Chinese Menu

By the time the dishwater soaked through the white cloth apron all the way to my underwear and I ran out of space to stack clean porcelain dishes, I accepted that Mr. Fong was a lonely gabber who couldn’t pronounce the L’s in my name. Which was okay, because then he couldn’t brand a loser with nothing more to lose. From him, instead of a lonely loser, it’d be a ronery roser; someone who even failed at skipping the bill. “Ah, Mr. Corrins,” he said as he dumped a handful of pinkish gray shrimp into a cast-iron wok already steaming with pearly bean sprouts, soy sauce sprinkled rice and emerald scallions chopped into little rings.

“I so grad you not able pay for dinner. You wash dishes; give me company.” “You’re doing all the talking,” I told him, which made him jig with laughter.

“Ain’t you afraid of someone you don’t know like me,” I asked. His body braced. “I no afraid of no one.”

“No way, man.”

“Kitchen, Chinese kitchen best prace to be when attacked.” There were weapons everywhere, he insisted, abrading a wooden-handled cleaver on a dull but twinkling steel rod. Like knives and mops and pots of hot brown egg foo yung gravy and bubbling boiling peanut oil. Even the box of Industrial Soap for Dishes, partly crumpled from moisture. “You grab powdered soap and throw! Right at eyes! Then, frisbee dinner dishes! Heavy! Knock ‘em out,” he said, whipping his hand forward toward the red vinyl-covered double swinging door substituting for the assailant.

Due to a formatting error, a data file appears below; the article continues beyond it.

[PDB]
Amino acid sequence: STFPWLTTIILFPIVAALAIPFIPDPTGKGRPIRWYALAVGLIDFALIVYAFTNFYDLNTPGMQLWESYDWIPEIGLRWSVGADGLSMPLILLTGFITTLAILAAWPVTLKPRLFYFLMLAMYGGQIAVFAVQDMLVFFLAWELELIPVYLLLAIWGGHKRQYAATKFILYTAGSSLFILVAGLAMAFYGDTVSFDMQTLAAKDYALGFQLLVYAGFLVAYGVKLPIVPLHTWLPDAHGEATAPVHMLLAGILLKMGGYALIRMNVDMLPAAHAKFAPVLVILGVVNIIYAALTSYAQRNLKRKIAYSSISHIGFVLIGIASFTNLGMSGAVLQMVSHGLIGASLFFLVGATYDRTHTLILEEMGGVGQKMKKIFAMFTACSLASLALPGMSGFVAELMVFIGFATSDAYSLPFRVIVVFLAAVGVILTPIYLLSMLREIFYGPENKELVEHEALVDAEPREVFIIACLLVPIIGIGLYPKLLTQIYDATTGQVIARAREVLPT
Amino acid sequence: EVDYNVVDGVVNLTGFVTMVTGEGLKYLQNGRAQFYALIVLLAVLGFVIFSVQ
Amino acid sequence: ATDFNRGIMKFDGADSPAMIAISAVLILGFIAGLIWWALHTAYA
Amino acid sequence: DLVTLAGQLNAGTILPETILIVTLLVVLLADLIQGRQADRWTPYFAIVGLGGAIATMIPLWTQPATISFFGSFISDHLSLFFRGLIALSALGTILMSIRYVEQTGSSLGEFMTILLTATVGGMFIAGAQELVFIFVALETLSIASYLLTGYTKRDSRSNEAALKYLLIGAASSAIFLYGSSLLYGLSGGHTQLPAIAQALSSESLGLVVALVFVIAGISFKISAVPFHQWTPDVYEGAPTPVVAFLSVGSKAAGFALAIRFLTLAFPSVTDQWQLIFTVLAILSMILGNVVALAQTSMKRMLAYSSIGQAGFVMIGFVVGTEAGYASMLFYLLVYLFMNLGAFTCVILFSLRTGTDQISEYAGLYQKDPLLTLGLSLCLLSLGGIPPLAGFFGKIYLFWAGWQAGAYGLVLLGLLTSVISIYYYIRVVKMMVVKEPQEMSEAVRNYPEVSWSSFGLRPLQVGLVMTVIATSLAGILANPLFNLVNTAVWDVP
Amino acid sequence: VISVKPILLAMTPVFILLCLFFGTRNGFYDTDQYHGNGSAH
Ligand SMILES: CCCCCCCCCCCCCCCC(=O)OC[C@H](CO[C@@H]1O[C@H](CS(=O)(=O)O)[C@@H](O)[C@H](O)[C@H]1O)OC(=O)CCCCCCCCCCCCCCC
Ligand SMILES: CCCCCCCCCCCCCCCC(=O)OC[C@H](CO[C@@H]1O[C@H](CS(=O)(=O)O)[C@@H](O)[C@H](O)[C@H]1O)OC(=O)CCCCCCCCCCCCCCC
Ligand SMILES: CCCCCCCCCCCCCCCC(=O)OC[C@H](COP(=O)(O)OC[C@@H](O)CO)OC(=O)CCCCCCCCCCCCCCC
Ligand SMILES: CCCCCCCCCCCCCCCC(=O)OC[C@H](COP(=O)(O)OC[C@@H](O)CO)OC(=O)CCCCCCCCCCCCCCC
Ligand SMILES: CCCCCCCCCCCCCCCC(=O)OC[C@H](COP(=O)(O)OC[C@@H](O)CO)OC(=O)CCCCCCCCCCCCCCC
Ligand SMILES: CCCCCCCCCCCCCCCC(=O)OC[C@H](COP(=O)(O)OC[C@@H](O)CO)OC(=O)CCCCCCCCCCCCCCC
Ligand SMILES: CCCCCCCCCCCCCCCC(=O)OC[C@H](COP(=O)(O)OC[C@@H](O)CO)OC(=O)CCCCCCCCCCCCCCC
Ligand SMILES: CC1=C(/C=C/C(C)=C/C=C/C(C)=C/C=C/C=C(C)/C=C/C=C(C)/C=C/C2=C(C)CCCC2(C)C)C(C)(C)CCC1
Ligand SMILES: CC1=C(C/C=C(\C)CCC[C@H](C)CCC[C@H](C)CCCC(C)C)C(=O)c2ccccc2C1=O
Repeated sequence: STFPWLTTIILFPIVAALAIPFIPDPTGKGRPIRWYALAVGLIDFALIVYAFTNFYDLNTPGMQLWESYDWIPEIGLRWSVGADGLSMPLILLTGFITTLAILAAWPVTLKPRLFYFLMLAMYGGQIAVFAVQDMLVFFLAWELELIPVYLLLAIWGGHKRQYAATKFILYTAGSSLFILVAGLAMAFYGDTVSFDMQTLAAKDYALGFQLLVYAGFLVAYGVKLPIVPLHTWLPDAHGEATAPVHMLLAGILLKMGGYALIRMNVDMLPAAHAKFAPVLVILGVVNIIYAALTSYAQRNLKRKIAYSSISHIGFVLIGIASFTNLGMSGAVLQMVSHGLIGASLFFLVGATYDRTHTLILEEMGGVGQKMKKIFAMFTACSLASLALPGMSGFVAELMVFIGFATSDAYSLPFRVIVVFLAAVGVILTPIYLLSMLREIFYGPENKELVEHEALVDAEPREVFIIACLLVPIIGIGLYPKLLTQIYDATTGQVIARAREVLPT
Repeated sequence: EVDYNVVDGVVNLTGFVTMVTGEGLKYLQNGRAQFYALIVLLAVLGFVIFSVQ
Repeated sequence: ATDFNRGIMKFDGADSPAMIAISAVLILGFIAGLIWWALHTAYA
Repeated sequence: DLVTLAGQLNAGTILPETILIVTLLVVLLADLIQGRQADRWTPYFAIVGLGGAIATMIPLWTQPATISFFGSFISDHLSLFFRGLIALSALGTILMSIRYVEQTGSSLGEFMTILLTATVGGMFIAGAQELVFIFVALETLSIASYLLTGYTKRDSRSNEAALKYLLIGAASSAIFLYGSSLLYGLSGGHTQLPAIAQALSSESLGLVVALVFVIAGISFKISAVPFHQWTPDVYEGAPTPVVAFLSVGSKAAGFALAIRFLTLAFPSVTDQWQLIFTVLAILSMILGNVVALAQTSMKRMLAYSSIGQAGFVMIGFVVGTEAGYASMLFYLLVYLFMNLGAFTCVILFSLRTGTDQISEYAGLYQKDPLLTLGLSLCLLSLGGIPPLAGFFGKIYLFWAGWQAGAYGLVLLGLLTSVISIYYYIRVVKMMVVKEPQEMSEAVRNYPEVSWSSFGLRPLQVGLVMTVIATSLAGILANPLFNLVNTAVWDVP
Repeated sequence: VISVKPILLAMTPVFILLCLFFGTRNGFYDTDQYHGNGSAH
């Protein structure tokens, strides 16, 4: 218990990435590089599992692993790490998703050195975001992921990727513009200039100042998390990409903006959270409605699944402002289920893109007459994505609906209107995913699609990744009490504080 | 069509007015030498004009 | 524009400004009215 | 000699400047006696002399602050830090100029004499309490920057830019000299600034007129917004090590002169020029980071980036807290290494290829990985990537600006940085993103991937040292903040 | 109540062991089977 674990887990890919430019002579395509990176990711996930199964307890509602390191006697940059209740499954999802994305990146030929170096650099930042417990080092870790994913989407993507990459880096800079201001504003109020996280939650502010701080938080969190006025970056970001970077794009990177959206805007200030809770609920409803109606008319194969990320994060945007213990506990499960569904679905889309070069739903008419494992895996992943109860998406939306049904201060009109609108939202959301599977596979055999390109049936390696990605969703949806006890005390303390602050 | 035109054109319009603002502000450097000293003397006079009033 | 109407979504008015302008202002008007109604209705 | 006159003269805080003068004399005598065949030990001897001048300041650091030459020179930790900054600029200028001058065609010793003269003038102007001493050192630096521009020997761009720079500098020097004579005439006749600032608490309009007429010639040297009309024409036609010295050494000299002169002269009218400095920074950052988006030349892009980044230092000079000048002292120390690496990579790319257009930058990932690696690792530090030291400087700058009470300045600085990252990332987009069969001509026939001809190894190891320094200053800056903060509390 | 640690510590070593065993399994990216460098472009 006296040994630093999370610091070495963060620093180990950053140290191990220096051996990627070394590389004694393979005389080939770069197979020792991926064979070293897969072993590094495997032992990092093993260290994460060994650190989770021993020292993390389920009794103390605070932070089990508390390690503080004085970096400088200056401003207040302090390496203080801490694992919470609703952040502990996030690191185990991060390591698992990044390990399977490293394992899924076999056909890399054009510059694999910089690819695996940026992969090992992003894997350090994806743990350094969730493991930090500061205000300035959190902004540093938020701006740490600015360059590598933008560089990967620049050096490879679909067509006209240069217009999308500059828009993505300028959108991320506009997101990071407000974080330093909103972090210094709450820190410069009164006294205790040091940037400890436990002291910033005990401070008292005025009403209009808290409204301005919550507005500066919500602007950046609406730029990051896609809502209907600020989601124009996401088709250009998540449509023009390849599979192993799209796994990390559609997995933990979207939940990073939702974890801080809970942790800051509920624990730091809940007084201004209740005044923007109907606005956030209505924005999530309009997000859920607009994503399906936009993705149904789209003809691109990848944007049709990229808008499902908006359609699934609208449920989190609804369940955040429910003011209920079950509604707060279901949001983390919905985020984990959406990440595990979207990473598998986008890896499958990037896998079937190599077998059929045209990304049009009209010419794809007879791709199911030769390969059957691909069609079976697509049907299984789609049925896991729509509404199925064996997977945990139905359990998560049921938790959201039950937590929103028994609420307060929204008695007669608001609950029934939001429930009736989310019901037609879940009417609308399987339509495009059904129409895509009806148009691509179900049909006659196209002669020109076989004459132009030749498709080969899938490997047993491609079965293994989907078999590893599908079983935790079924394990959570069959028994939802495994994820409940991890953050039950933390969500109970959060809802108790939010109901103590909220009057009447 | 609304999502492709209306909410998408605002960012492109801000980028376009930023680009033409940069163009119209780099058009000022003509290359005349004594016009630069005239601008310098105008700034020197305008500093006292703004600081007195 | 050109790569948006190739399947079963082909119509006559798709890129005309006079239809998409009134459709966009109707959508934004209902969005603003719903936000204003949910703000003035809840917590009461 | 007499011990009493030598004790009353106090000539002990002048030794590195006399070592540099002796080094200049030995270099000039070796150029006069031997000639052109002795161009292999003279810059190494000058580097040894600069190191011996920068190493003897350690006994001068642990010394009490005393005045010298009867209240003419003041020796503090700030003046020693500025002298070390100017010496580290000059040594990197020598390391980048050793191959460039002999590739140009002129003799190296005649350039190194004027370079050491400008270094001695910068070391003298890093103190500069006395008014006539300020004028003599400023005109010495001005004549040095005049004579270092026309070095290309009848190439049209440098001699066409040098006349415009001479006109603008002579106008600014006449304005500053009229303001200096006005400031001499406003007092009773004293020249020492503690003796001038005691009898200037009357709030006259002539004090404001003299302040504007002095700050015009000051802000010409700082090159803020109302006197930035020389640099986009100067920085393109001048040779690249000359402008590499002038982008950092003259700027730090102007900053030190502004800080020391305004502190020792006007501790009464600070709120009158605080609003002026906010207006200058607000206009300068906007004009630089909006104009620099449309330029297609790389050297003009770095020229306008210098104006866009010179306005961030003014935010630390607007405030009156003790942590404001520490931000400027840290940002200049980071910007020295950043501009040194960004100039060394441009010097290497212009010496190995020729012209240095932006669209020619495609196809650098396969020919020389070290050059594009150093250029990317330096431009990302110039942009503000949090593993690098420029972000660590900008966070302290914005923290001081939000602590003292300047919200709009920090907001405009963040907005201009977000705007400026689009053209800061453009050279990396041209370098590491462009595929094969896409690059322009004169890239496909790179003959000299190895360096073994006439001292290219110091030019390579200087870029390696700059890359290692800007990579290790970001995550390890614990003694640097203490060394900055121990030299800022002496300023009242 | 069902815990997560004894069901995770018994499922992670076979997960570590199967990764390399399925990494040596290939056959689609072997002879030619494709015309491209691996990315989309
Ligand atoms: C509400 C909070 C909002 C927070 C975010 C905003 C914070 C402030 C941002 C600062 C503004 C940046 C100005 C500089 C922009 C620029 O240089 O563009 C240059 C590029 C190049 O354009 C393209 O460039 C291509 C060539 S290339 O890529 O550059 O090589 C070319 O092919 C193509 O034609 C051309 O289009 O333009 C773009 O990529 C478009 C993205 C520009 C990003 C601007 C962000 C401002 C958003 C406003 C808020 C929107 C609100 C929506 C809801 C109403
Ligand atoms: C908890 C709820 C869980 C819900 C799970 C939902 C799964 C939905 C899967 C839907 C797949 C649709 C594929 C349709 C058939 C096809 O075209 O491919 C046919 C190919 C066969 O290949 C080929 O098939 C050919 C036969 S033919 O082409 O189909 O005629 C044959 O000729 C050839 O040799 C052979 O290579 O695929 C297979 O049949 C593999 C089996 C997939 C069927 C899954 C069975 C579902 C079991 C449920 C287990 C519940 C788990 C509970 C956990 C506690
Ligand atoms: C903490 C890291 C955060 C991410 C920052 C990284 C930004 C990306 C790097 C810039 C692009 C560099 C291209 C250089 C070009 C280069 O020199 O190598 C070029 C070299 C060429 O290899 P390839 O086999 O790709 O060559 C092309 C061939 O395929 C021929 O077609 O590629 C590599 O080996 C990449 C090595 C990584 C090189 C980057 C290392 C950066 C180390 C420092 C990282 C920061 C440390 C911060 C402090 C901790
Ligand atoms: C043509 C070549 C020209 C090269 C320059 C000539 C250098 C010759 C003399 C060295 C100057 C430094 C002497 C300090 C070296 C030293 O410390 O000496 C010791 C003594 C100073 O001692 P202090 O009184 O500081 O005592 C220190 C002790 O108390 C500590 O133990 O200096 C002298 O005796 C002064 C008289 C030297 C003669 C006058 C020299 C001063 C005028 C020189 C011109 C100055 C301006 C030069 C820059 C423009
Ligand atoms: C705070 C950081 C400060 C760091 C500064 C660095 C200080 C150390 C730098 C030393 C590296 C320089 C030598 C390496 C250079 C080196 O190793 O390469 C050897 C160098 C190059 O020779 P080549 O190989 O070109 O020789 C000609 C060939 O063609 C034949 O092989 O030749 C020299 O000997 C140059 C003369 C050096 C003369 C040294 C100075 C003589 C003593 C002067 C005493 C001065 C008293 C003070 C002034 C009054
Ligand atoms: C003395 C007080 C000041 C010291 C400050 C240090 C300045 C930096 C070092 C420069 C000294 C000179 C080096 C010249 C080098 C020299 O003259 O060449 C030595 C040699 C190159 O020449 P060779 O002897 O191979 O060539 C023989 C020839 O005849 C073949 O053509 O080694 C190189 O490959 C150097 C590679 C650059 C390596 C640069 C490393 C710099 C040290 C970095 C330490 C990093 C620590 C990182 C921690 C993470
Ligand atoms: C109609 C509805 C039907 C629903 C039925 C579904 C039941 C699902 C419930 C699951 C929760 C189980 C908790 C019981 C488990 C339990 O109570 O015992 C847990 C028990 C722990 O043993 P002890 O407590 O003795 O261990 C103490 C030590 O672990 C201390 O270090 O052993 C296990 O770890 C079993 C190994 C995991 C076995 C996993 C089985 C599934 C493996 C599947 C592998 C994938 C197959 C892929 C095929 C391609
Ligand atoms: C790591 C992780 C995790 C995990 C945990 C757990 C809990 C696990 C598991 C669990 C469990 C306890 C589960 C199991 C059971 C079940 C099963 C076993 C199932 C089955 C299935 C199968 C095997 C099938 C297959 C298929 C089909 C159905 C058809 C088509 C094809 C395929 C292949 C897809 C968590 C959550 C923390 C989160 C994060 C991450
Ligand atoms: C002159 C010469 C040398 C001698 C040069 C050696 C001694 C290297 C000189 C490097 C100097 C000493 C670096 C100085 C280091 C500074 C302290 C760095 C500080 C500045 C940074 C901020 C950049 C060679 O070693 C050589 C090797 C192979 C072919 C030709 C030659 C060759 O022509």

The worst, though, he said, scooping a mound of aromatic fried rice on to a dinner plate and ringing the desk bell for the waitress, is a man with noth- ing to lose. He won’t care if he gets hurt, so he’s not going to be stopped by a knife or gravy, or anything.

“He no stop, so onry way to sulvive is to kirr him before he kirr you,” he said.

At the end of each sink full of dishes, I admired what I’d built in the dish drainer. Skyscrapers of porcelain dinner plates, forests of clear red plastic drinking glasses, and Dr. Seussian stacks of coffee cups and saucers; a clean, nearly habitable diorama living on the stainless steel countertop.

When the waitress went home and the OPEN sign was turned off, Mr. Fong gave me a twenty dollar bill, because he said my meal was only six fifty and I did at least that much in dishes and didn’t break a one. You come back tomorrow, he asked and I nodded, because he didn’t kill me, and now I had twenty to lose and a reason to stop.

Mark Konkel is 47, been married for twenty-five years, and has two teenage girls. He earned his MFA at Vermont College last summer, and has appeared in Sinister Tales, American Drivel Review, The Binnacle, Free Verse, Timber Creek Review, and Transcendent Visions. He’s thrilled to be in NANO Fiction.